Research suggests that men use self-silencing as a way to withdraw from relationship conflicts, rather than prevent them (Jack, 1999; Remen et al., 2002). For example, one study demonstrates that men who reported their wives to be highly demanding were more likely to be dissatisfied in the marriage, and thus engage in self-silencing and withdrawn communication (Uebelacker, Courtnage, & Whisman, 2003). Such findings offer support for the theory that men’s silence is used to move away from interaction or intimacy, distinctly contrasting the motivation for women’s silence. Uebelacker et al. (2003) also suggest that men who self-silence as a means to withdraw are reflective of the greater cultural norms which value and attend to a man’s needs before a woman’s.

Despite men’s desires to maintain social dominance, researchers theorize that their self-silencing can be better explained by the cultural expectations for men to be inexpressive (Duarte & Thompson, 1999). Rather than using silence as a means to withdraw, men may instead lack the emotional language to acknowledge or express their feelings in interpersonal relationships (Gratch et al., 1995). Therefore, gender roles may undermine men’s emotional experience or expression, but also imply that such silence is a mode of power.

Conclusion

The literature to date provides support for the impact of societal gender roles on the manifestation and effects of self-silencing. Although self-silencing was initially conceptualized as a construct specific to women (Jack, 1991), high levels of self-silencing have been found in men, as well. In fact, research has consistently shown higher levels of self-silencing in men than women (Cramer & Thoms, 2003; Gratch et al., 1995; Ussher & Perz, 2010), necessitating an examination of gender roles within the greater societal context. Social structures qualified by gender inequality (Gilligan, 1993) are reflected in the distinct motivations behind self-silencing: women widely self-silence out of fear, where as men do so in order to maintain dominance (de Medeiros & Rubinstein, 2015; Jack & Ali, 2010).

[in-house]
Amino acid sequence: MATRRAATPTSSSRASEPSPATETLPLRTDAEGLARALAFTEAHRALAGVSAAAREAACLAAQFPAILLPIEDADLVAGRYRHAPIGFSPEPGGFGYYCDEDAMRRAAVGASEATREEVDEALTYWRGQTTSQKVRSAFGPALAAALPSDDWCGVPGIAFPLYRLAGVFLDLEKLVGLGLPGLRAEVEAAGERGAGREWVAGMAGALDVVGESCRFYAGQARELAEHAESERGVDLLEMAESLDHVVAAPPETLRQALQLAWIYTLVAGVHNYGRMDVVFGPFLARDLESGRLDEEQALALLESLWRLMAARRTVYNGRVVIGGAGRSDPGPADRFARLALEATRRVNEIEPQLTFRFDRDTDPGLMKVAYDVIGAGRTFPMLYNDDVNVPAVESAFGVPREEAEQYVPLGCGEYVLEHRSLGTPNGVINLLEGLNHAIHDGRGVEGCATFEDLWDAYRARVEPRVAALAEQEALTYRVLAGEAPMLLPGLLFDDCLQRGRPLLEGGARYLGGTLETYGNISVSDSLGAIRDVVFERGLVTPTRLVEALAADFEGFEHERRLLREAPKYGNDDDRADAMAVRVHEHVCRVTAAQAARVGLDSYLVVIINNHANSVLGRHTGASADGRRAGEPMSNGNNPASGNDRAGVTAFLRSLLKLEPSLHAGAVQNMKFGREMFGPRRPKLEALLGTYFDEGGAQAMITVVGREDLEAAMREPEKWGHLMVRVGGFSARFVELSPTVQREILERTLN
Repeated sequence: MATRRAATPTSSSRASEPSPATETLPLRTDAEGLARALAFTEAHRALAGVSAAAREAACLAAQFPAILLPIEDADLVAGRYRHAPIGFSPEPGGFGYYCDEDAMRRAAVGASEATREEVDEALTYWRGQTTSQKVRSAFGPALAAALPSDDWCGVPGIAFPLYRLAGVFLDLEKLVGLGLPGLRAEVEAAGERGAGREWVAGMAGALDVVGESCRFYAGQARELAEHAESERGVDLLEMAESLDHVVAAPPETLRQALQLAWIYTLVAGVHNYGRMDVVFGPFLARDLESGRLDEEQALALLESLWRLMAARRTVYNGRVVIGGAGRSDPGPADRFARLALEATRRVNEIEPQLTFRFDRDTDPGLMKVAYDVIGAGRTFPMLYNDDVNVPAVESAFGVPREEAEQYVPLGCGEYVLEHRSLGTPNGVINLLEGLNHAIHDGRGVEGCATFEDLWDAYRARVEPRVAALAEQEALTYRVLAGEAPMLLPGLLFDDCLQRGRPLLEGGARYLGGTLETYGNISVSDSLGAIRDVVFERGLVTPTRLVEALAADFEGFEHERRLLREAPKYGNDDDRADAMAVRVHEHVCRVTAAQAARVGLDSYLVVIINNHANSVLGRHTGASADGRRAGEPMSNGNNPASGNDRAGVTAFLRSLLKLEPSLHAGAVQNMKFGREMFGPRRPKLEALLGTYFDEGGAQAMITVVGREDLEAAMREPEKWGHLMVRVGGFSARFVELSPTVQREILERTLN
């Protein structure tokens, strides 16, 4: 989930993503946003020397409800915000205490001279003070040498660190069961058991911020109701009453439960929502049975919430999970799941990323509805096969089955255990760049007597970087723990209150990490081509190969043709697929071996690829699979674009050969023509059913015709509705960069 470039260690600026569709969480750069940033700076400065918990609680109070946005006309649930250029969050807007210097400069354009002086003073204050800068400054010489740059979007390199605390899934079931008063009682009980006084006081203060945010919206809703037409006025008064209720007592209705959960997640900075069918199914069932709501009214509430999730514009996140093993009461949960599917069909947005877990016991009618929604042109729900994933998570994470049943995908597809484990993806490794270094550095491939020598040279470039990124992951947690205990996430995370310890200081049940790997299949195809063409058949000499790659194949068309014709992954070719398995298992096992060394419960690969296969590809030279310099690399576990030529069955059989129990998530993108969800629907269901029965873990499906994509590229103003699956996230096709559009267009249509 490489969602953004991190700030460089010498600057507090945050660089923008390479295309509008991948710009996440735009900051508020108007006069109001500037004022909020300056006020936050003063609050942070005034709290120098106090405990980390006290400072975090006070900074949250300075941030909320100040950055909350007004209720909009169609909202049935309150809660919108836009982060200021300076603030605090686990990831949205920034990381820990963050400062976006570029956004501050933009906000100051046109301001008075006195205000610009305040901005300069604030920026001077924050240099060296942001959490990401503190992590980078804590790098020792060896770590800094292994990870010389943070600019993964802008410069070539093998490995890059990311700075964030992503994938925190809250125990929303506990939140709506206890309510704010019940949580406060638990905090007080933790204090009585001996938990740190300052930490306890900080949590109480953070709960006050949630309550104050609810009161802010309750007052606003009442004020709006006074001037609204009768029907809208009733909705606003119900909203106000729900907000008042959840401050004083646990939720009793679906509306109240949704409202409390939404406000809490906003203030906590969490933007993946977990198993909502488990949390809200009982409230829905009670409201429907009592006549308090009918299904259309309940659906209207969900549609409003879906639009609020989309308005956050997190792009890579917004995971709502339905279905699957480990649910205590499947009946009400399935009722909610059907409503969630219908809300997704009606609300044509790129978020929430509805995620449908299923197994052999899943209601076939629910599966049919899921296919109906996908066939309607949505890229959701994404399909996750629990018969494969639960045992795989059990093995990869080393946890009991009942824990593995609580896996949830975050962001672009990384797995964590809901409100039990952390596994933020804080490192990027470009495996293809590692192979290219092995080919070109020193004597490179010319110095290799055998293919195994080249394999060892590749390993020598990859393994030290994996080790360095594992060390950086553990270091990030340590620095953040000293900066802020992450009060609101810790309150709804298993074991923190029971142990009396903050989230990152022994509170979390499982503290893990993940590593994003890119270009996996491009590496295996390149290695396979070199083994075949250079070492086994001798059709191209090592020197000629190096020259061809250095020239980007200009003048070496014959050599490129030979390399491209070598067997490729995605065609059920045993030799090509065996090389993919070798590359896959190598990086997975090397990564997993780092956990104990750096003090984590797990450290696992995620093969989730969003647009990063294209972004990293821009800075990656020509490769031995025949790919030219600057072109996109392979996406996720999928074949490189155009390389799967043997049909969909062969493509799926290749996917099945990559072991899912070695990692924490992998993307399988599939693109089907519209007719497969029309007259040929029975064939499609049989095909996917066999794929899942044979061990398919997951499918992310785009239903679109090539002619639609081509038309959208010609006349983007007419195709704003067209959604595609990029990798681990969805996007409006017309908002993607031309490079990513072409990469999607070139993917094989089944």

While existing research has identified consistent trends between men and women, a more robust examination of men’s self-silencing in particular may enrich the current understanding of self-silencing as a gendered construct. For example, one study found that the integrity of the Silencing the Self Scale may be ineffective for measuring the intent behind men’s self-silencing (Remen et al., 2002). Low variance in men’s scores were found to be due largely in part to the emergence of a new factor, which identified autonomy and concealment as meaningful components of their self-silencing. The consideration of gender differences regarding the function of self-silencing will potentially allow for nuance in measurement.
In addition to further investigation among populations of men, future research should seek to account for greater diversity particular with regards to gender and sexual orientation. Throughout the literature, samples were reduced to include only those who identified as a man or a woman, creating a profound lack of individuals who identify as transgender or gender non-conforming. The translation, or possible discordance, of traditional gender roles in non-heteronormative cultures may influence self-silencing in ways unaccounted for among existing samples.